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Is it only advisable for an employer to follow Occupational Health advice

(16 Posts)
lurpaklover Tue 03-Feb-15 14:32:55

Does an employer have to adhere to the recommendations on a OH report or would they only ever be advisable? The report mirrors what my GP has said and I have a meeting in just over a week to discuss the report. Concern on my part is related to phased return as treatment for my condition is working but been warned once work is thrown into the equation then could flag up concerns. OH highly recommend a phased return. All ifs and buts but would sooner be prepared. Many thanks

flowery Tue 03-Feb-15 15:19:05

There's no legal obligation. They should consider the recommendations and ideally implement if possible, but they don't have to. If the recommendations are for adjustments related to a disability the legal requirement is a bit stronger.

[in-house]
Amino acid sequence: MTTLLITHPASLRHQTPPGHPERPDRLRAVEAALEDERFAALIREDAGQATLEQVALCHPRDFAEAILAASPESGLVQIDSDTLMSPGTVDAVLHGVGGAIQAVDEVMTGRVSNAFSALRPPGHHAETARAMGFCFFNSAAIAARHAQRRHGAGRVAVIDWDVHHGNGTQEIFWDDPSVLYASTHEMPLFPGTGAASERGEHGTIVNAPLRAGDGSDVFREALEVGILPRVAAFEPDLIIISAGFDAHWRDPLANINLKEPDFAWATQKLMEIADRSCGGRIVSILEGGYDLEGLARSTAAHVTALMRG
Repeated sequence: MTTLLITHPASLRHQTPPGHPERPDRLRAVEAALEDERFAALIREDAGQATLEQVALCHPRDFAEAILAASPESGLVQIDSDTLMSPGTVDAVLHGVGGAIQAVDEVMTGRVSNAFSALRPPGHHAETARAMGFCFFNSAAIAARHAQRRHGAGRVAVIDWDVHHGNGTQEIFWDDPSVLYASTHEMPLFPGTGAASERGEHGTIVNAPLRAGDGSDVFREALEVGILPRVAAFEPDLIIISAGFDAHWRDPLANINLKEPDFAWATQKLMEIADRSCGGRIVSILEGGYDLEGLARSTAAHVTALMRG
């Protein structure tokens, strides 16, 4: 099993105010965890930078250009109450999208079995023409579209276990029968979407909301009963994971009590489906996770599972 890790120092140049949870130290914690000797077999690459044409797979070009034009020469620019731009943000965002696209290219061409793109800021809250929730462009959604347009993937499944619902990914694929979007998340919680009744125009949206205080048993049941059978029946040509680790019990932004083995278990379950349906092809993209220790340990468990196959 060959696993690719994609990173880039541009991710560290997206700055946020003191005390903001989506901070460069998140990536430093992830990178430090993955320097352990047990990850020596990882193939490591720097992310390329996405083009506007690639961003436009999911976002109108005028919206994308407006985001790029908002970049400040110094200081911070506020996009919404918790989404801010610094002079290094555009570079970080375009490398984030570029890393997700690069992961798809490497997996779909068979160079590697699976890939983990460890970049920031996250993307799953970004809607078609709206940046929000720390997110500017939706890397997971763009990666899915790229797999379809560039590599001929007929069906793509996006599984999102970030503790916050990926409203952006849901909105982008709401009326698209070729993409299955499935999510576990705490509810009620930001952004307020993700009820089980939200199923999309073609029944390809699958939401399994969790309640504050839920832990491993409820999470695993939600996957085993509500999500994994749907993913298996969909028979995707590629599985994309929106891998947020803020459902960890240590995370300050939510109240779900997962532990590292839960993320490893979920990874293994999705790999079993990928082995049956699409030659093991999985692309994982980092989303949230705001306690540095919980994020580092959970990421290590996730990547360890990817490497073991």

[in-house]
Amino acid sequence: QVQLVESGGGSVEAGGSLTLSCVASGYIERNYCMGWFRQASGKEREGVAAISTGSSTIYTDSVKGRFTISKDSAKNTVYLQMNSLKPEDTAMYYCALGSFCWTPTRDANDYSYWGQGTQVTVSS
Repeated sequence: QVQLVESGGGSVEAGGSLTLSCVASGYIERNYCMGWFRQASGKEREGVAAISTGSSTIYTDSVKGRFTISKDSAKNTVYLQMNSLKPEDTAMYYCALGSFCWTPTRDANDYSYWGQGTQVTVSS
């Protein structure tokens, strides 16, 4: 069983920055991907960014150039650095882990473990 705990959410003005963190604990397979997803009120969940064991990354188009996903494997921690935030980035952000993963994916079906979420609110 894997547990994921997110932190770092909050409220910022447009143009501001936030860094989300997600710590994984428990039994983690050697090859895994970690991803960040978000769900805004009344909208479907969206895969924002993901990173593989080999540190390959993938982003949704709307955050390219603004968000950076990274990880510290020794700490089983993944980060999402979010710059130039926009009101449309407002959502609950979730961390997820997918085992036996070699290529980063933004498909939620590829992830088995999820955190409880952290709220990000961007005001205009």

lurpaklover Tue 03-Feb-15 15:39:06

Thanks flowery. I don't think my condition is covered under the disability act. The phased return is recommended due to length of time I have been absent.

pocketsized Tue 03-Feb-15 16:15:21

OH recommendations are just that, recommendations, however, I think an employer would be on fairly shaky grounds if they flat out refused to consider the recommendations or didn't give good reasons for not implementing (sometimes however it's just not practical to implement them) The aim should be that you, OH and your management work together to assist you back to work in a way that keeps you healthy and helps avoid you going off again - a win win situation all round.

lurpaklover Tue 03-Feb-15 16:35:14